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Obituaries for April 2005


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Famed Attorney Johnnie L. Cochran Jr. Dies at 67

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By Carla Hall, Times Staff Writer

Johnnie L. Cochran Jr., the masterful attorney who gained prominence as an early advocate for victims of police abuse, then achieved worldwide fame for successfully defending football star O.J. Simpson on murder charges, died this afternoon. He was 67.

Cochran died at his home in the Los Feliz section of Los Angeles of an inoperable brain tumor, according to his brother-in-law Bill Baker. His wife and his two sisters were with him at the time of his death.

Cochran, his family and colleagues were secretive about his illness to protect the attorney's privacy as well as the network of Cochran law offices that largely draw their chachet from his presence. But Cochran confirmed in a Sept. 2004 interview with The Times that he was being treated by the eminent neurosurgeon Keith Black at Cedars-Sinai Medical Center in Los Angeles.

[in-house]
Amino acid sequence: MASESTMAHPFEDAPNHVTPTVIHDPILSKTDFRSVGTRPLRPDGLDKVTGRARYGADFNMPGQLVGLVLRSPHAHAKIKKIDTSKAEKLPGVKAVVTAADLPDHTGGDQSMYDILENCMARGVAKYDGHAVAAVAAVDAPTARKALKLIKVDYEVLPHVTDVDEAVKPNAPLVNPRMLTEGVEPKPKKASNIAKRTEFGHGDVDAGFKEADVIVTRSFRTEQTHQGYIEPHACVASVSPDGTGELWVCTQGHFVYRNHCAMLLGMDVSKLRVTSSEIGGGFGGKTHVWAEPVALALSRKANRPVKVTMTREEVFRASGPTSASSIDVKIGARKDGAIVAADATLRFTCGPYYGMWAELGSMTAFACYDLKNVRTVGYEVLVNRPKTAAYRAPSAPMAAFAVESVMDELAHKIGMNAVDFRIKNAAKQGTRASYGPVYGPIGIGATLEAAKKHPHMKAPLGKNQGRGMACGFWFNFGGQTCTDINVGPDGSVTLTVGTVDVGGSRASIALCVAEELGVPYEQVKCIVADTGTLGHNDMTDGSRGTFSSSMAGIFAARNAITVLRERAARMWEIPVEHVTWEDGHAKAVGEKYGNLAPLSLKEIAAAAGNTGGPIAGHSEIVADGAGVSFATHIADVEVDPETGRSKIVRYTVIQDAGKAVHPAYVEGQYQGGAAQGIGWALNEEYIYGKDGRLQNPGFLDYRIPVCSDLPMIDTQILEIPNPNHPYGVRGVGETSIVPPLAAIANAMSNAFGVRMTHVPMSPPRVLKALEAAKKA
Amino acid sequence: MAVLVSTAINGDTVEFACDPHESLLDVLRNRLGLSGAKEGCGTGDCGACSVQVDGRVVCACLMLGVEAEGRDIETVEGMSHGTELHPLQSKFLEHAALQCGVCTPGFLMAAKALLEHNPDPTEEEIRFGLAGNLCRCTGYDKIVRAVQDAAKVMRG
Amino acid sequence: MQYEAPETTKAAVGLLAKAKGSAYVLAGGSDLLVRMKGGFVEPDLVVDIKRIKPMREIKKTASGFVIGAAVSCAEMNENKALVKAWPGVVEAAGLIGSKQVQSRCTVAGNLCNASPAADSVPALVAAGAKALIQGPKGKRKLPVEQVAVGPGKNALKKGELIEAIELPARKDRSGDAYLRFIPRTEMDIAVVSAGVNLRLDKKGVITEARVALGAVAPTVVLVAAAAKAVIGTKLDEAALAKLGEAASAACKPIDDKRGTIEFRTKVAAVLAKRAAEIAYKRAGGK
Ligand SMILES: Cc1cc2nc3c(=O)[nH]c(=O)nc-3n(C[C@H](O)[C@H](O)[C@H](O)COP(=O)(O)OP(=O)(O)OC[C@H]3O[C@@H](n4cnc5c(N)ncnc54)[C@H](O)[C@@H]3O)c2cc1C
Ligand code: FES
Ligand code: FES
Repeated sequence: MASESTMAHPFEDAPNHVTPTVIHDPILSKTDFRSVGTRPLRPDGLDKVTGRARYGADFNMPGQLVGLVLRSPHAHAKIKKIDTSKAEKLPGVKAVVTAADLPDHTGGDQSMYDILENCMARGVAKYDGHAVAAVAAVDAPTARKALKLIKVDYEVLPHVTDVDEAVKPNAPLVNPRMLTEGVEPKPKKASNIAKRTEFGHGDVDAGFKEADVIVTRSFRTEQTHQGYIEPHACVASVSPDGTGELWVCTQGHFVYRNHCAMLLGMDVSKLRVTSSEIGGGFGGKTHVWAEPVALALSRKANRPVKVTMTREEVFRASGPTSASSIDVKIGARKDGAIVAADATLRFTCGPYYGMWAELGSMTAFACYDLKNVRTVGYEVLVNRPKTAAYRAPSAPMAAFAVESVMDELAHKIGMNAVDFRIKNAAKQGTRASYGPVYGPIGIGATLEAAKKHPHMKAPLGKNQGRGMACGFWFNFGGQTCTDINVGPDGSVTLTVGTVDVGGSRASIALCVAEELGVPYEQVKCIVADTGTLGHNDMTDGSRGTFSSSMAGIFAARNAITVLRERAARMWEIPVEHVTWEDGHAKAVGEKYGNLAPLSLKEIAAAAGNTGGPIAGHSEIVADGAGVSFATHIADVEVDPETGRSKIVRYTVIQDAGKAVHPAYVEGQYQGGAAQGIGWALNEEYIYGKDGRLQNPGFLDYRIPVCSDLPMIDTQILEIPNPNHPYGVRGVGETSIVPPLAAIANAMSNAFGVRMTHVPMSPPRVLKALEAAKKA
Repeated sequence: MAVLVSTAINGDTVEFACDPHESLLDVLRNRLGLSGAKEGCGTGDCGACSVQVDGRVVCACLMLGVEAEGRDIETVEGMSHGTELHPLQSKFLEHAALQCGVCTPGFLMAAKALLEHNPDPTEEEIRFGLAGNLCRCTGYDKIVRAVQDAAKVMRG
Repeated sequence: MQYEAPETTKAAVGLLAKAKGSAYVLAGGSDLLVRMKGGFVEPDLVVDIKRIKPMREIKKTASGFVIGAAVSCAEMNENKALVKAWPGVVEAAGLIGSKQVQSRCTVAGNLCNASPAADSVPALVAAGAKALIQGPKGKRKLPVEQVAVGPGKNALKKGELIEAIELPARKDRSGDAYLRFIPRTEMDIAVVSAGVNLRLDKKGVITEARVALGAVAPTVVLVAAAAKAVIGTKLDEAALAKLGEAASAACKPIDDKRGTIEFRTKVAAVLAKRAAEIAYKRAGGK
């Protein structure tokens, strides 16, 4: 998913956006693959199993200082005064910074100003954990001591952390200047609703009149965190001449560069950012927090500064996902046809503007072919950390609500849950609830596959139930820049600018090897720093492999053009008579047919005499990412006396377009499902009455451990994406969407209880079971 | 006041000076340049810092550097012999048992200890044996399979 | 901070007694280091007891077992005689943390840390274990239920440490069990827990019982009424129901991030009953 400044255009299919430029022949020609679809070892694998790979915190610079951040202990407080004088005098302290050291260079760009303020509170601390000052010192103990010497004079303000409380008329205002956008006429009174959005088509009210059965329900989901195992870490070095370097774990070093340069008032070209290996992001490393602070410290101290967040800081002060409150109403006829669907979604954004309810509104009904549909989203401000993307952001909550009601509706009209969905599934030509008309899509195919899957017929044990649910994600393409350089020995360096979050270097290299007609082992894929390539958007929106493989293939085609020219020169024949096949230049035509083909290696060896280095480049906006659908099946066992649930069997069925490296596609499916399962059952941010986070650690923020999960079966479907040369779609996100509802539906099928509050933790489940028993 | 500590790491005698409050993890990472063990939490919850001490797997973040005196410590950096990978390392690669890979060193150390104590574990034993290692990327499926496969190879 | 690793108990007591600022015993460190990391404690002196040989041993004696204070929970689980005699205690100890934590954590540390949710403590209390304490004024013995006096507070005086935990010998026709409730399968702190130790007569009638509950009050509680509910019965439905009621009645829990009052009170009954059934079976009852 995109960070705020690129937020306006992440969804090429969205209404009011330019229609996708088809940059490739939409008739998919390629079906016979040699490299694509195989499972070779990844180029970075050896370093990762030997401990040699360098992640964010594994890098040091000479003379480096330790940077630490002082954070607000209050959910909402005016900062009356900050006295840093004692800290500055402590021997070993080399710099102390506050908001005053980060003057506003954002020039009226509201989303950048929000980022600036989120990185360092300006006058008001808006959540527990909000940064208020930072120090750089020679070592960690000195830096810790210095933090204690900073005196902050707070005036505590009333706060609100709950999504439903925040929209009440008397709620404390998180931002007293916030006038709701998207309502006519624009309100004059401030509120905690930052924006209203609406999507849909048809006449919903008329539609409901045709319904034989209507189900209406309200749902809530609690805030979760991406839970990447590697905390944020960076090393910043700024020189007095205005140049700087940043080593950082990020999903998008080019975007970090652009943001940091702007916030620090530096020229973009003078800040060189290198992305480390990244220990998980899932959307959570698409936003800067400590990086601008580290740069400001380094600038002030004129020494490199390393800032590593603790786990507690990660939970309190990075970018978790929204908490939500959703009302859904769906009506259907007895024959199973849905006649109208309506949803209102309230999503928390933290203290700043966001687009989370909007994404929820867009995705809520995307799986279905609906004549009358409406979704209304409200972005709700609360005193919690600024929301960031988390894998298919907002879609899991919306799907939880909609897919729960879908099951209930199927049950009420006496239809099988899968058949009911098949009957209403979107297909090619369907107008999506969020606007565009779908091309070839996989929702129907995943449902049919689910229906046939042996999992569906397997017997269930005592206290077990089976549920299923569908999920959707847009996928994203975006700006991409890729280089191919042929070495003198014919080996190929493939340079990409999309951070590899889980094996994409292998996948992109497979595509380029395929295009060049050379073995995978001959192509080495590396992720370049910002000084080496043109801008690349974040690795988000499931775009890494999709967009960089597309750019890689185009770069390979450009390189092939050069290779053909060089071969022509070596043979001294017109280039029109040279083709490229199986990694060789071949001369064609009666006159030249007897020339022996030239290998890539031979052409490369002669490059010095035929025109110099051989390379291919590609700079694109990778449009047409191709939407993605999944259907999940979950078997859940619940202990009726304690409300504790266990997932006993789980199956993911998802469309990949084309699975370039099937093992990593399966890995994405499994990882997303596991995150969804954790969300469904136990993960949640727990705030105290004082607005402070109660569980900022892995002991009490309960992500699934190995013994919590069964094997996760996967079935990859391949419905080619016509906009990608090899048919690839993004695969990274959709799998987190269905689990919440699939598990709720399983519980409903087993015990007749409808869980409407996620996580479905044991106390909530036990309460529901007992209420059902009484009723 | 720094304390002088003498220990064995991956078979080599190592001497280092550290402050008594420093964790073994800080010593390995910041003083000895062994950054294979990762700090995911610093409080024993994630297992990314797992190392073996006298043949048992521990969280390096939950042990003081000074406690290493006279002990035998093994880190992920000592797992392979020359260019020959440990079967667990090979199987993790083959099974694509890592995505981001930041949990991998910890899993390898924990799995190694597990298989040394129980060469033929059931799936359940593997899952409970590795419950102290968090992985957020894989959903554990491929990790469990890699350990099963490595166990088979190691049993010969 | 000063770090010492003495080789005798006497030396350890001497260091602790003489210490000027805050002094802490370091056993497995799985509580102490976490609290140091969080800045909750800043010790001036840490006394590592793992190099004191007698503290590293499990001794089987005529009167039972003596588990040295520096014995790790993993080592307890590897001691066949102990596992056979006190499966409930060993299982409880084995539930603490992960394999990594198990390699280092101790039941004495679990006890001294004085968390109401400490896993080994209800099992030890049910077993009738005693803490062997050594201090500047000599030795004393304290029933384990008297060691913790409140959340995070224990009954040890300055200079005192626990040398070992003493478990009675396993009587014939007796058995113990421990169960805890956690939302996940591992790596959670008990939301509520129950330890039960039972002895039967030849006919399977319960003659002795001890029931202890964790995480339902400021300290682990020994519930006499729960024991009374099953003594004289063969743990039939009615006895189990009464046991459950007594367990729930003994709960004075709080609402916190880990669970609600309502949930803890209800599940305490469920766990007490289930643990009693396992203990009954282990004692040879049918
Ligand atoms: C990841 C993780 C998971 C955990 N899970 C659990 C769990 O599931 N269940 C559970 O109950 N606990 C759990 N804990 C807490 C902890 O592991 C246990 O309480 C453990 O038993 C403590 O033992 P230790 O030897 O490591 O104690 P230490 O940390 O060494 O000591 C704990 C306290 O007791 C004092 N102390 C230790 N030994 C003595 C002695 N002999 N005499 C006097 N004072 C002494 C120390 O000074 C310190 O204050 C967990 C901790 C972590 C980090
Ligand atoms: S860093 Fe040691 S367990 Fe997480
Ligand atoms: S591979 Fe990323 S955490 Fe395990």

Long before his defense of Simpson, Cochran was challenging the Los Angeles Police Department's misconduct.

From the 1960s on, when he represented the widow of Leonard Deadwyler, a black motorist killed during a police stop in Los Angeles, Cochran took police abuse to court. He won historic financial settlements and helped bring about lasting changes in police procedure.

His clients weren't always black

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Terri Schiavo Passes

(CNN) -- Terri Schiavo died a "calm, peaceful and gentle death" around 9 a.m. ET Thursday, cradled by her husband and legal guardian, Michael, said attorney George Felos. Felos, who is Michael's Schiavo's attorney, told reporters that when his client entered his wife's room at the Woodside Hospice in Pinellas Park, Florida, about 8:45 a.m., "it was apparent that it was the final moments for Mrs. Schiavo."